On October 8, 2020, Hank Harris, the director of Ward and Smith Business Consulting and a senior chairman at FMI Corporation, delivered the keynote address at Ward and Smith's 2020 Virtual Construction Conference.
Harris, an industry veteran with over 30 years of experience in construction consulting, addressed the current economic state of the construction industry, forecasted the economic scenarios that construction companies might face over the next year or two, and offered advice on how companies can respond to the changing economic realities.
The Current Economic Outlook
With respect to the current state of the construction industry in 2020 and the COVID-19 pandemic's impact, Harris notes that the pandemic has induced a recession that is likely to wipe out economic gains made by construction companies in 2018 and 2019 and to stagnate short-term economic growth. Thus, most companies should expect growth for 2020 to be flat. At the moment, most companies Harris works with have healthy balance sheets as a result of several strong years and do not have large concerns about the near term because of strong backlogs. Harris warns, however, that the construction industry will be impacted by the pandemic, even if those impacts aren't felt right away. Therefore, it is a good idea for companies to start thinking beyond the short term.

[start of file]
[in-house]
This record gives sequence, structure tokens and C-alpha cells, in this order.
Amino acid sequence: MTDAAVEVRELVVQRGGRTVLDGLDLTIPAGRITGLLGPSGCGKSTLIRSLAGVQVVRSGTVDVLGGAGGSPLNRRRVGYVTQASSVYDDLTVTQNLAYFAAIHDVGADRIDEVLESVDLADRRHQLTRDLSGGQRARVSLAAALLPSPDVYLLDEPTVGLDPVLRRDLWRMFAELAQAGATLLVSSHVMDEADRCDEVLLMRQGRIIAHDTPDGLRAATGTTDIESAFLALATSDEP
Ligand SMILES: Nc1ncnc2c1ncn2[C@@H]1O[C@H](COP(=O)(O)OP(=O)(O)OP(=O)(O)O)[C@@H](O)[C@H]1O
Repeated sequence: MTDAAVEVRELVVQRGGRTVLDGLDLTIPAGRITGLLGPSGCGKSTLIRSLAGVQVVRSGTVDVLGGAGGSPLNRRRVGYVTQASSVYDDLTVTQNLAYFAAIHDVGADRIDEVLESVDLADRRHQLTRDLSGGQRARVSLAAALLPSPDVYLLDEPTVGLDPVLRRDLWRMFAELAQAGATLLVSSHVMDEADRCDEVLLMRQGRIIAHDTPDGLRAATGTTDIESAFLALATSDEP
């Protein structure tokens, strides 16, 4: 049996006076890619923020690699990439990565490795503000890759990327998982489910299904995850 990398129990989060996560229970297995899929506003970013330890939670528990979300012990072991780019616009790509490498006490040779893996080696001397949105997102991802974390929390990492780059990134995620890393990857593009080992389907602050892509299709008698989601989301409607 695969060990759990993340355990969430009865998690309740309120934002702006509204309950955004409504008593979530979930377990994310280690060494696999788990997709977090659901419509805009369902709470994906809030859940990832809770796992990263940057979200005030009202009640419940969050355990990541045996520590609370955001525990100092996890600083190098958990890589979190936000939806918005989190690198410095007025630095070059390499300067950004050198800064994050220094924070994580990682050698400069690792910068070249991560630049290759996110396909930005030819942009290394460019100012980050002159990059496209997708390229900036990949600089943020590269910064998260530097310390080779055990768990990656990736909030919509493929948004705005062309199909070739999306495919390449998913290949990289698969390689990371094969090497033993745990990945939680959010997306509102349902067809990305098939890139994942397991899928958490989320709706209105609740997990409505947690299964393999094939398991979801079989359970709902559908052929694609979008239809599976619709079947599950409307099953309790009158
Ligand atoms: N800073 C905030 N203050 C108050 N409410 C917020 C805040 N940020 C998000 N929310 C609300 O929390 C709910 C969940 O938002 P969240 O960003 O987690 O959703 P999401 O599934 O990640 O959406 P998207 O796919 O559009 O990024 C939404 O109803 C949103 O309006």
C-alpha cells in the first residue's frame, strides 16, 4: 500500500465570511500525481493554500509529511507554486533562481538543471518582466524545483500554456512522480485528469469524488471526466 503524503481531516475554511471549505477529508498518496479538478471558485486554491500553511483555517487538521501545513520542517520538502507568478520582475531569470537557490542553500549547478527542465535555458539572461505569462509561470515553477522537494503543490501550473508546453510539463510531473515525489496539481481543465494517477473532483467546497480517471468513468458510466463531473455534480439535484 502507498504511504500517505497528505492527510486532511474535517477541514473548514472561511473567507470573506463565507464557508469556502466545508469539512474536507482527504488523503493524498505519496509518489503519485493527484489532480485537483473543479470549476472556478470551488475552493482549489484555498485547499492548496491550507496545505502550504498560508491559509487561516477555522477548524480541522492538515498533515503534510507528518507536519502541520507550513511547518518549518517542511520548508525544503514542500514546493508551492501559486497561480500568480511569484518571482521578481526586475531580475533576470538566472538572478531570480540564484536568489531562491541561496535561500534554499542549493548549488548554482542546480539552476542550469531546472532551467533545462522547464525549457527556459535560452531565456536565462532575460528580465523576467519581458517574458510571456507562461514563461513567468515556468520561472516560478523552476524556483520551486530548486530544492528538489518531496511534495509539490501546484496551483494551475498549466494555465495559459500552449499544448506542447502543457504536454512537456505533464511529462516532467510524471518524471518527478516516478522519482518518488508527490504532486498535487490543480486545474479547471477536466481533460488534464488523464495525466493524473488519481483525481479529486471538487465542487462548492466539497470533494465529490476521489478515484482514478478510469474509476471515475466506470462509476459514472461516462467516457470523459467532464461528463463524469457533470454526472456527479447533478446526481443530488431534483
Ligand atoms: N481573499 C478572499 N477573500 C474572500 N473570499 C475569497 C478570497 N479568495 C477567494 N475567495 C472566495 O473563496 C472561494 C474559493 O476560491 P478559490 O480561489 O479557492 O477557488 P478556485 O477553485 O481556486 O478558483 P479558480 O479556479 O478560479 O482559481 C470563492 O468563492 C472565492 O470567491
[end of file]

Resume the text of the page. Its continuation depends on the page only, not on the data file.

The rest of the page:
Economic Scenarios for 2021 and Beyond
Looking ahead to 2021, Harris advises construction companies to watch for some different scenarios in the next few months. How the economy will fare in 2021 and beyond will depend on COVID research, medical advancements, political outcomes, actions by the Federal Reserve, and other factors. Ultimately, Harris forecasts that growth is likely to remain flat in 2021 and that the real challenge for the industry will come in 2022 because the construction industry tails the overall economy by 12-18 months.
According to Harris, the best-case scenario for the industry in 2021 would be that researchers develop an effective COVID-19 vaccine, people begin moving about and living more normally, and Congress passes an infrastructure spending bill. Under this scenario, some forecasters believe the economy could recovery fairly quickly.
However, many economists are considering the possibility of a K-shaped recovery. In a K-shaped recovery, the economy splits into two broad sectors; one recovers quickly, while the other continues to struggle. In this scenario, workers with more education and industries that are more resilient recover more quickly, but workers and companies in more vulnerable sectors, such as restaurants and hotels, continue to suffer.